Imagine tons of stinking dung, blood and offal, tipped into a giant tub for germs to feed on.
It sounds vomit-worthy, but experts say this project at a Costa Rican slaughterhouse will help the environment—and spare neighbors from the awful smell.
Hot weather sharpens the stench of animal waste at the El Arreo abattoir. The owners hope the environmental gains from the new system will be a lot sweeter.
Aimed at producing methane gas, it is the latest clean-energy idea in this Central American country, which is setting an example by producing nearly all its power from renewable sources.
The abattoir is launching a system to convert the waste into gas to power the site by pouring it into a big metal container called a "biodigester."
Such devices are already used in Europe but this is among the first such projects in Central America.
In goes the yucky waste that usually gets thrown away. Microbes devour it, producing methane "biogas" in the process.
"The first thing we have done is cultivate the microbes by feeding them with waste such as dung from the slaughterhouses," said Lucia Gomez of the Del Valle abattoir.
Rival companies Del Valle and El Arreo teamed up to set up the biodigester on the grounds of the El Arreo abattoir near the capital San Jose.
They jointly invested nearly $3 million dollars in a program backed by the state Costa Rican Electricity Institute (ICE).
"We had been looking for some time for a solution for the waste that was building up from our production process, mainly dung and blood, which cause bad smells and contamination," said Jonathan Molina, manager of the El Arreo slaughterhouse.
"We operate in a residential area and that was unpleasant for the neighbors."
They hope to start operating the biodigester next month.
Costa Rica drew world attention last year when it said it managed to generate 99 percent of the electricity for its 4.8 million people from renewables, chiefly hydropower.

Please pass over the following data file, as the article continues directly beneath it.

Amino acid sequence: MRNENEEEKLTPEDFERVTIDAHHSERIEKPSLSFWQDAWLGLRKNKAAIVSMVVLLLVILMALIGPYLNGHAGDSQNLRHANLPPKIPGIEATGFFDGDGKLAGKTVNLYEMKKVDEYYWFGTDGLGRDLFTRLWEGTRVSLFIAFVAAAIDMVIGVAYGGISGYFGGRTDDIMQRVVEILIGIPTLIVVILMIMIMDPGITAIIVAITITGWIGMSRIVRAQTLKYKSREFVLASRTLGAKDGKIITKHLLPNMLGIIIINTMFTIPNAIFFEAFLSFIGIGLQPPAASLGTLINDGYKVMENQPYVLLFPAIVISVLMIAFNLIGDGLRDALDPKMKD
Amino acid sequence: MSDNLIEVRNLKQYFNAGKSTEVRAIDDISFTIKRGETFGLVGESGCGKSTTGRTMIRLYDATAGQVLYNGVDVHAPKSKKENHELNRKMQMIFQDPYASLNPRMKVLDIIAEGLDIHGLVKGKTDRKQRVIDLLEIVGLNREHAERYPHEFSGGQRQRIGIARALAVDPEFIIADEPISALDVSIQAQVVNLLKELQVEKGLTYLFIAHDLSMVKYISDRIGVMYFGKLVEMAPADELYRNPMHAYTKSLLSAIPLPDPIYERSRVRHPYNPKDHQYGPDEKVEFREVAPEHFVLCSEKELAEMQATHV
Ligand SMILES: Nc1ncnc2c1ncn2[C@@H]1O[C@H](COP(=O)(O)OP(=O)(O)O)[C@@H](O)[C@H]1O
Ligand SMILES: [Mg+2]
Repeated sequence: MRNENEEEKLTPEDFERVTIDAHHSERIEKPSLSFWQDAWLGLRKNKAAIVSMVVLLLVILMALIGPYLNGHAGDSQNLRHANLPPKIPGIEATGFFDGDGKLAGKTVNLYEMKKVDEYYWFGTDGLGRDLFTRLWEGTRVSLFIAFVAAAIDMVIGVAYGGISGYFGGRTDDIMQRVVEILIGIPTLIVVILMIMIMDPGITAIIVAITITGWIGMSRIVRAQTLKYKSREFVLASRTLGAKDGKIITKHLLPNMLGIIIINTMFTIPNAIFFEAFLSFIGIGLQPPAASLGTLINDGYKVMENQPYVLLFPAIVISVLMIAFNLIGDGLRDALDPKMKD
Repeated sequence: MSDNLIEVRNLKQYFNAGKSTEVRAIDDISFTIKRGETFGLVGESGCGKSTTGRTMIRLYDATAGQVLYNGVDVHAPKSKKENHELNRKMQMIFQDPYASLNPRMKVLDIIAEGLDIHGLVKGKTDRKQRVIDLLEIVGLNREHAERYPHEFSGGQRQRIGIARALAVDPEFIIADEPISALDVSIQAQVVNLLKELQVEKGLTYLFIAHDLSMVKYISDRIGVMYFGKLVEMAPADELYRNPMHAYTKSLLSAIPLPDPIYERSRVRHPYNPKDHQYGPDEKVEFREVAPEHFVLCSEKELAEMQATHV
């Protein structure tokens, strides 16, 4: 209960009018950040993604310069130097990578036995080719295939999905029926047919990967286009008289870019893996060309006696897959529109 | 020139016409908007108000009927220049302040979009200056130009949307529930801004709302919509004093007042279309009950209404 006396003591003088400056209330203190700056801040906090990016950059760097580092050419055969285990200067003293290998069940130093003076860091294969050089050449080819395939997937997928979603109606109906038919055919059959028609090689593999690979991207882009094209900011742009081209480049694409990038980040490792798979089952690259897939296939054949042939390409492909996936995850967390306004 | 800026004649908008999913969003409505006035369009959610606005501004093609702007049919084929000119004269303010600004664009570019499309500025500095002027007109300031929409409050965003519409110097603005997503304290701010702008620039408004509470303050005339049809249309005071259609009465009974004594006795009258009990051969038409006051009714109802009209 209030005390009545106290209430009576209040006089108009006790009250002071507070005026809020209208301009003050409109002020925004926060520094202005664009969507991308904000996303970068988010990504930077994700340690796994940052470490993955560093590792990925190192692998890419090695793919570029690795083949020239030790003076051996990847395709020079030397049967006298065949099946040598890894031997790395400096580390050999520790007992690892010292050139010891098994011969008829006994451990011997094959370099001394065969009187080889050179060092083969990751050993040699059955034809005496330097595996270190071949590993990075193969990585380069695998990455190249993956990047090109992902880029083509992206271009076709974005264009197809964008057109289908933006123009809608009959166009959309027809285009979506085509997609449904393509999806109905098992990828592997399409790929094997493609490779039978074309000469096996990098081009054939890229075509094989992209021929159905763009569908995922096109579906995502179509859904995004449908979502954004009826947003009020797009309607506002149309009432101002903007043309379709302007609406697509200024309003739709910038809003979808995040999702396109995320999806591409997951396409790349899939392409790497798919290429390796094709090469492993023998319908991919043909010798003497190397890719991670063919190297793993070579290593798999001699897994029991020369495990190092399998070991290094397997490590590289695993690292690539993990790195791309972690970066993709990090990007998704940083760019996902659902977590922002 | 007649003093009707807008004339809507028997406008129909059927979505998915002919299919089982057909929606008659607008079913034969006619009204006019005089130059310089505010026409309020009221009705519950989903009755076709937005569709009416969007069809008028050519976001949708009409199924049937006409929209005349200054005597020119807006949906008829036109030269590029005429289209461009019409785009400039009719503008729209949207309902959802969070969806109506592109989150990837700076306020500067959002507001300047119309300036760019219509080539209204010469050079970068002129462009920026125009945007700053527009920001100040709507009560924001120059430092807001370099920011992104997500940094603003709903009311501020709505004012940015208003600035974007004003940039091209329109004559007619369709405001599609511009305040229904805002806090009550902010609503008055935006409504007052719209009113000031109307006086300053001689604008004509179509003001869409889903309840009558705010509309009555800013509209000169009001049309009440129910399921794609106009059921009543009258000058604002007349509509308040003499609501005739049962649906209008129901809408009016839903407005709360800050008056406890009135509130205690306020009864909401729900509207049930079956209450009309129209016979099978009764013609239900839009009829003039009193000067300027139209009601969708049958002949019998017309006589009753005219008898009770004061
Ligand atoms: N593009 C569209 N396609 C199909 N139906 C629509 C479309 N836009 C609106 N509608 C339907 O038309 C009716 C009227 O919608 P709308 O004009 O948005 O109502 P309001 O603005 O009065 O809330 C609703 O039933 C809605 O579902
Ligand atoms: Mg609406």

The biodigester not only generates energy but will allow the slaughterhouse to stop using fuel oil to power the site's boiler.
"When operated with the necessary safety measures, the biodigester is like a source of natural gas, but without pressure storage or gas tanks," said Carolina Hernandez, an official in the ICE's biogas program.
Goodbye to bad smells
Near the barns housing the herds of cows at the slaughterhouse stands a depot that stores dung, blood and offal in separate compartments.
Beside it is the biodigester, a shiny round metal structure several meters high, with a capacity of two million gallons (7.6 million liters).
A cabin next to it houses machines that regulate the operation of the system.
The man in charge of running the biodigester, Marco Sanchez, says the system is programmed to indicate how much of each waste product the bacteria need in order to make gas.
Molina hopes the biogas will cover up to 80 percent of the slaughterhouse's needs. The rest will come from regular natural gas fuel.
By not burning the waste directly, they will emit less greenhouse gas and unpleasant smells.
Hernandez says Costa Rica has 2.2 megawatts of capacity in biodigesters—enough in theory to power hundreds of homes.
It hopes to add 1.7 megawatts of capacity when a new biogas plant run by the state Aqueducts and Sewers body starts operating.
That plant will use human waste extracted from sewage.
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